Deadlocked House adjourns until Thursday after Kevin McCarthy racks up three more defeats
The House adjourned without electing a speaker Wednesday after Republican leader Kevin McCarthy failed in his fourth, fifth and sixth attempts to secure the post he has long desired.
McCarthy (R-Bakersfield), who also fell short in three votes Tuesday, now has more time to negotiate a compromise in an effort to win the support of some of the 20 hard-right Republicans who have blocked him from the speakership.
Former President Trump had called in a series of social media posts Wednesday morning for members to back McCarthy — but that had little effect on the day’s action, with McCarthy ultimately losing ground as a member who had previously supported him instead voted “present.”
On Wednesday afternoon, Rep. Kat Cammack of Florida became the sixth Republican to nominate McCarthy for the post. But for the sixth time, a right-wing Republican put forward an alternative, with Rep. Scott Perry (R-Pa.) rising to nominate Rep. Byron Donalds (R-Fla.).
“Let’s work together,” Rep. Lauren Boebert (R-Colo.), who had nominated Donalds in the previous round of voting, said on the House floor. “Let’s stop the campaign smears and tactics to get people to turn against us, even having my favorite president call us and tell us we need to knock this off.
“I think it actually needs to be reversed. The president needs to tell Kevin McCarthy that, sir, you do not have the votes and it’s time to withdraw.”
The 20 Republicans who had opposed McCarthy in the third vote Tuesday all supported Donalds in subsequent ballots Wednesday. That group included Donalds, who voted for himself three times after backing McCarthy on the first and second ballots and supporting Rep. Jim Jordan (R-Ohio) on the third.
McCarthy’s vote total declined further Wednesday as Rep. Victoria Spartz (R-Ind.), who had previously supported him, instead voted present.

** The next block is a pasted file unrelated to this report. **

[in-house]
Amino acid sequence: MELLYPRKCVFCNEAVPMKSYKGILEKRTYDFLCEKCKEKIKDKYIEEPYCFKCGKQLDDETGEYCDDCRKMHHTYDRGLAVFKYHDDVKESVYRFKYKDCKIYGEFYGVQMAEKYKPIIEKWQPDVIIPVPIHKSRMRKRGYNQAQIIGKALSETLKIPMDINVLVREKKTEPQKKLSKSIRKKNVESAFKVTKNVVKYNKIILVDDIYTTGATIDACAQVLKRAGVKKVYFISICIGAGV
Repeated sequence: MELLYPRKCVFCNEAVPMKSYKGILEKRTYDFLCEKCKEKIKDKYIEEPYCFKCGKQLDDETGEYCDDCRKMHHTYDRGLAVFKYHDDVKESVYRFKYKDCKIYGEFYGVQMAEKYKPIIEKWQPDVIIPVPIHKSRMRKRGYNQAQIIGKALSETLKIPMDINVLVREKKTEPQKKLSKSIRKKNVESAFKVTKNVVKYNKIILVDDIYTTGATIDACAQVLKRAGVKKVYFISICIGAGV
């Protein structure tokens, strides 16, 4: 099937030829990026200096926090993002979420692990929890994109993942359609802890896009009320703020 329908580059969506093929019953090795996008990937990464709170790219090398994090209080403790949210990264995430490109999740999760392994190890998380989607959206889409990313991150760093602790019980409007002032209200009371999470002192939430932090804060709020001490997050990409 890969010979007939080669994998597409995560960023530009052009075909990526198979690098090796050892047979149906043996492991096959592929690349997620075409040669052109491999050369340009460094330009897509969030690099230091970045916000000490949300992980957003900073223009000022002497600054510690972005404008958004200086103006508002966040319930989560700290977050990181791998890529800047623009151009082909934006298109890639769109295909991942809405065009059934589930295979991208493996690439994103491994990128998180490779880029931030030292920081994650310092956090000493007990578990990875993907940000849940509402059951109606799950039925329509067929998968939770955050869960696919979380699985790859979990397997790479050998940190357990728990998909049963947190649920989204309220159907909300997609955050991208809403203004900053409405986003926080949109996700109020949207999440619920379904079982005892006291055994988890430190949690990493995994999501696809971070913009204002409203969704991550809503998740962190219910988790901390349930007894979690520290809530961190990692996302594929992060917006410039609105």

Trump and President Biden weighed in on the chaotic beginning of the new Congress on Wednesday morning, as the weeks-long standoff within the House GOP persisted. And with neither side in the Republican conference willing to blink, there was no immediate end in sight.
Although some Republicans may agree with Biden’s assessment that the long battle for the speakership is “embarrassing,” no Republican in the chamber is taking cues from the Democratic president.
If Trump’s endorsement of McCarthy was a test of the former president’s hold on the House Republican Conference, though, the vote results suggest he’s lost his grip.
Trump moved zero votes in McCarthy’s favor, casting doubt on the Californian’s path to becoming speaker, a powerful post that would make him second in line for the presidency, behind the vice president.
Trump posted on Truth Social just hours ahead of the House’s fourth attempt to elect a speaker.
“It’s now time for all of our GREAT Republican House Members to VOTE FOR KEVIN, CLOSE THE DEAL, TAKE THE VICTORY,” Trump wrote. “REPUBLICANS, DO NOT TURN A GREAT TRIUMPH INTO A GIANT & EMBARRASSING DEFEAT. IT’S TIME TO CELEBRATE, YOU DESERVE IT. Kevin McCarthy will do a good job, and maybe even a GREAT JOB - JUST WATCH!”